Bilateral sternal infusion of ropivacaine and length of stay in ICU after cardiac surgery with increased respiratory risk: A randomised controlled trial

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Abstract

BACKGROUND

The continuous bilateral infusion of a local anaesthetic solution around the sternotomy wound (bilateral sternal) is an innovative technique for reducing pain after sternotomy.

OBJECTIVE

To assess the effects of the technique on the need for intensive care in cardiac patients at increased risk of respiratory complications.

DESIGN

Randomised, observer-blind controlled trial.

SETTING

Single centre, French University Hospital.

PATIENTS

In total, 120 adults scheduled for open-heart surgery, with one of the following conditions: age more than 75 years, BMI >30 kg m−2, chronic obstructive pulmonary disease, active smoking habit.

INTERVENTION

Either a bilateral sternal infusion of 0.2% ropivacaine (3 ml h−1 through each catheter; ‘intervention’ group), or standardised care only (‘control’ group). Analgesia was provided with paracetamol and self-administered intravenous morphine.

MAIN OUTCOME MEASURES

The length of time to readiness for discharge from ICU, blindly assessed by a committee of experts.

RESULTS

No effect was found between groups for the primary outcome (P = 0.680, intention to treat); the median values were 42.4 and 37.7 h, respectively for the control and intervention groups (P = 0.873). Similar nonsignificant trends were noted for other postoperative delays. Significant effects favouring the intervention were noted for dynamic pain, patient satisfaction, occurrence of nausea and vomiting, occurrence of delirium or mental confusion and occurrence of pulmonary complications. In 12 patients, although no symptoms actually occurred, the total ropivacaine plasma level exceeded the lowest value for which neurological symptoms have been observed in healthy volunteers.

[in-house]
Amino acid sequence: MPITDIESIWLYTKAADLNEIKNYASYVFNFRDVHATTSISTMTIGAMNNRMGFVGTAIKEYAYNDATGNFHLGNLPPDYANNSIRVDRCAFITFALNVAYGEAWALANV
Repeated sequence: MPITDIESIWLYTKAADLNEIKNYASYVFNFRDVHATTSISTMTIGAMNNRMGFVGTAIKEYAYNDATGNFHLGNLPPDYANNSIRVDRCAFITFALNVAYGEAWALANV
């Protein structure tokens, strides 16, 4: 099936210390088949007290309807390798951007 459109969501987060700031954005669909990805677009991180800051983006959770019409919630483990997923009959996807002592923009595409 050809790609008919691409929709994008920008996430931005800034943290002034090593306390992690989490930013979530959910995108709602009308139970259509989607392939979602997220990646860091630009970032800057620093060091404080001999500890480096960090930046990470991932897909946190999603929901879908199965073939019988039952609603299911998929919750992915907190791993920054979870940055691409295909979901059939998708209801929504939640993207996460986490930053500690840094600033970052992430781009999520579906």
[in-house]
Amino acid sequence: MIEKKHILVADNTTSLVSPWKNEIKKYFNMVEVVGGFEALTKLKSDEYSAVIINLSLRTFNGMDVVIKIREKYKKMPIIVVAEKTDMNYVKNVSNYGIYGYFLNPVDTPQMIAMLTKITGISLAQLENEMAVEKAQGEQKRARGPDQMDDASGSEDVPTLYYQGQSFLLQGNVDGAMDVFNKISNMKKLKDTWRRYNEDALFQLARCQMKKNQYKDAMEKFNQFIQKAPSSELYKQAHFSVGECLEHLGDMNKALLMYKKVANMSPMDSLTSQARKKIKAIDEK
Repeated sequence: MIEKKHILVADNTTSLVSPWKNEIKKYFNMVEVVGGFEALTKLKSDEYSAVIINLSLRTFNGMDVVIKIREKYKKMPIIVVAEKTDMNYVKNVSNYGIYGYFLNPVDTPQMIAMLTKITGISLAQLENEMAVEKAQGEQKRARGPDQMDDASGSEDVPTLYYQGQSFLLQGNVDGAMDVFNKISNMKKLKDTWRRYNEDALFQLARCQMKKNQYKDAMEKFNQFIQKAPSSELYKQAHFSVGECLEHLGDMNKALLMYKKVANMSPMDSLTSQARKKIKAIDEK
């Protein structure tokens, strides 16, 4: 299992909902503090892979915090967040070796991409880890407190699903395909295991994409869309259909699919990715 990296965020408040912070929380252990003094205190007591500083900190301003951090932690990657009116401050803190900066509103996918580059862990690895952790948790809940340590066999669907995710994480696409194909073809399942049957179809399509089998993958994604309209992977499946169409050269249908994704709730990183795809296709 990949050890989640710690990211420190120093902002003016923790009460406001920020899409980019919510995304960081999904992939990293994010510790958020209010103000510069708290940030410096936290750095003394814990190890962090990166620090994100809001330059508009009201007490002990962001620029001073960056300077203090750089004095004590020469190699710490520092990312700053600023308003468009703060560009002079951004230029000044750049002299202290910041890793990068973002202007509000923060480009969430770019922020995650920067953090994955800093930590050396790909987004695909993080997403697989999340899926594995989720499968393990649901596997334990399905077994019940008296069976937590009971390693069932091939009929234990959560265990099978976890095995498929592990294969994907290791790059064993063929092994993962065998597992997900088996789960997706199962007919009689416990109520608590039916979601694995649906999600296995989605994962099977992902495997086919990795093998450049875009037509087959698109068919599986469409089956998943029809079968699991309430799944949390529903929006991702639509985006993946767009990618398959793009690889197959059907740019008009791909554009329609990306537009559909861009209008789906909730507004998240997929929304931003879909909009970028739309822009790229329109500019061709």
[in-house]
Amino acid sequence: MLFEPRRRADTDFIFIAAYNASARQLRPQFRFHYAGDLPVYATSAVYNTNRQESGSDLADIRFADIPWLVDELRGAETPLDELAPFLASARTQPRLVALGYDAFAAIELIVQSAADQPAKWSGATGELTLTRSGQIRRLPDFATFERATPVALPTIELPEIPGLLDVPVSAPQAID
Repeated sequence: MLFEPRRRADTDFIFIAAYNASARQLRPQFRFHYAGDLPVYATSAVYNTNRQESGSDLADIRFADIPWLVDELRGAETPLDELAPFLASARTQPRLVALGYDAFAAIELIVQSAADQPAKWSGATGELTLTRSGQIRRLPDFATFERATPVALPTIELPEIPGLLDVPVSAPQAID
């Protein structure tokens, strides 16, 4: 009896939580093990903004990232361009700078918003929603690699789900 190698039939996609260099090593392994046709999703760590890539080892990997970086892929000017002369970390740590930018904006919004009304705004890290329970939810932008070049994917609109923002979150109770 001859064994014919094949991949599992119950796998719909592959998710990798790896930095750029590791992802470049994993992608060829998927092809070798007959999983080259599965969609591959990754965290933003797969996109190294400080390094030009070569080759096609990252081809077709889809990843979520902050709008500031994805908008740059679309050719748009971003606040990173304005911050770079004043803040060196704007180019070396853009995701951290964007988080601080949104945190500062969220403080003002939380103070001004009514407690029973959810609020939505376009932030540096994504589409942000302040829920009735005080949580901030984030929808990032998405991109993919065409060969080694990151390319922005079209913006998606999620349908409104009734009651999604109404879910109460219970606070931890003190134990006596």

CONCLUSION

Because of a small size effect, and despite significant analgesic effects, this strategy failed to reduce the time spent in ICU.

TRIAL REGISTRATION

EudraCT (N°: 2012-005225-69); ClinicalTrials.gov (NCT01828788).

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